An investigation by The Nation has uncovered some unpleasant history behind many of New Zealand's public statues.
Genocide and racism can be linked to some well-known and celebrated colonial figures.
Governor Grey's statue has stood since 1912, only now attracting some closer scrutiny -- is this still a figure to be honoured?
"He did some very, very nasty things. He basically oversaw what some people would call today a genocide," says historian Damon Selesa.
Historians say he has blood on his hands, leading an aggressive attack in Waikato and beginning the Waikato war.
On Auckland's One Tree Hill, the monument erected by John Logan Campbell is dedicated to Maori. But Mr Campbell's intention was that it would memorialise the Maori race, which he believed was dying out.
In south Auckland stands the Marmaduke Nixon statue. As the commander of the colonial Defence Force cavalry, he led a mass killing in Rangiaowhia in 1860.
"There's some evidence that they shot women and children as they came out of burning buildings. It was a terrible atrocity," says historian Jock Phillips.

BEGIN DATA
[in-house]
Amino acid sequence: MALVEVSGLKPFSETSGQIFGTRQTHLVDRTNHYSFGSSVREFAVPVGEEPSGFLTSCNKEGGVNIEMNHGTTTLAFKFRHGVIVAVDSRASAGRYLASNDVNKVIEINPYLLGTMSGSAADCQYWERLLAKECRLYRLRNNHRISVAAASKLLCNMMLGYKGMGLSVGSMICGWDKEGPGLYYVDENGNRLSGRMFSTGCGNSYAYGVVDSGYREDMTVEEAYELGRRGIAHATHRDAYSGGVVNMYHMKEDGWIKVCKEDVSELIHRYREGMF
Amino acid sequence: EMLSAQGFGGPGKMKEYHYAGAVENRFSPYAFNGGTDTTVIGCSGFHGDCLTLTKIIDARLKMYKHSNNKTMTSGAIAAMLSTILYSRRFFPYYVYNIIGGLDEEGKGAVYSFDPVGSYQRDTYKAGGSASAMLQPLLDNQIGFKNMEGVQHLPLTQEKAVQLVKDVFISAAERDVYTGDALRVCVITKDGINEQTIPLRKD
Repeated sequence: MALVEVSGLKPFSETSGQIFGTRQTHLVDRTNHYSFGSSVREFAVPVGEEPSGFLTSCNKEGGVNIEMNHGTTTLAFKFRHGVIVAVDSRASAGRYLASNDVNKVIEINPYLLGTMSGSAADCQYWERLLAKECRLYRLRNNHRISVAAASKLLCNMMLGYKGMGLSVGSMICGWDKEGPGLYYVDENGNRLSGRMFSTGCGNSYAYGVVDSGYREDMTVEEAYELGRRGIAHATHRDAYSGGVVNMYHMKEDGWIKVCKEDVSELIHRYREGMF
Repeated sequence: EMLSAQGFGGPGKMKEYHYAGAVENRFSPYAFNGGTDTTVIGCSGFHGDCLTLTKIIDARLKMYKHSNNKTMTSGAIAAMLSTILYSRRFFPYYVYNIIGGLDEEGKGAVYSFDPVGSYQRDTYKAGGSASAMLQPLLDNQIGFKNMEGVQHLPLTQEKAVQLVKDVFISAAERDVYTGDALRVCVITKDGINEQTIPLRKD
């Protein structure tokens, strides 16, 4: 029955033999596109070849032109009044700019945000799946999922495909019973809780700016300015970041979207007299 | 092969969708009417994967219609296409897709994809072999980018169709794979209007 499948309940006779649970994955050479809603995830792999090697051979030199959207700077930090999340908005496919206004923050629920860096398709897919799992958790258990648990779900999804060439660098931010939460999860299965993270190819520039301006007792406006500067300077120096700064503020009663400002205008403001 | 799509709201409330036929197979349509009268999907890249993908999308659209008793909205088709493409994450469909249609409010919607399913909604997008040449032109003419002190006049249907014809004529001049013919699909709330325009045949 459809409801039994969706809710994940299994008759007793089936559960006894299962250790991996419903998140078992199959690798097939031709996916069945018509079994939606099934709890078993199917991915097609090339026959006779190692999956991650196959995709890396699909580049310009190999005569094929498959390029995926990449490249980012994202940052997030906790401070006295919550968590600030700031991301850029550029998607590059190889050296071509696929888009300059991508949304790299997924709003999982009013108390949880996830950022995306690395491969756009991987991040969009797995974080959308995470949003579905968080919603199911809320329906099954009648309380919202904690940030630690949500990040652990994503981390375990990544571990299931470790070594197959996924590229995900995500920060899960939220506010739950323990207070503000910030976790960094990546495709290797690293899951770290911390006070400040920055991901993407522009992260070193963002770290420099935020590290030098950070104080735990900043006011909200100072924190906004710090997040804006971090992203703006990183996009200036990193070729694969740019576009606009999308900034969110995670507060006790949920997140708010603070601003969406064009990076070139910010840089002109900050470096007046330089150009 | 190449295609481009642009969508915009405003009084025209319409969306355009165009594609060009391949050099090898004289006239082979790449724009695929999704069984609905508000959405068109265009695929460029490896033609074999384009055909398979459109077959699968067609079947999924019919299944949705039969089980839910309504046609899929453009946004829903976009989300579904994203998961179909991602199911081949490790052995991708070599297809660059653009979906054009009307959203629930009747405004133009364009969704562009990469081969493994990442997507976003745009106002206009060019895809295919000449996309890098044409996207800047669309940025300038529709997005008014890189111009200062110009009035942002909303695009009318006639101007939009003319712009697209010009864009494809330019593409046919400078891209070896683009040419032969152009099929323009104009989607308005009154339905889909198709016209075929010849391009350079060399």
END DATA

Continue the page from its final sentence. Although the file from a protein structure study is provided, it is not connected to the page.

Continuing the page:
Public rage against statues has seen them pulled down in many places -- Lenin, Hussein, and there are no statues of Adolf Hitler left in Germany.
The Rhodes Must Fall movement began at Cape Town University, where Cecil Rhodes is no longer a revered figure from history. The mining magnate and politician was a white supremacist, responsible for tens of thousands of deaths.
"We've got to accept that the past is full of what we would regard as evil men, who at the time were not regarded as evil men; they were regarded as heroes," says Mr Phillips.
The question may be what should happen to these New Zealand colonial figures when viewed through the eyes of 21st century morals.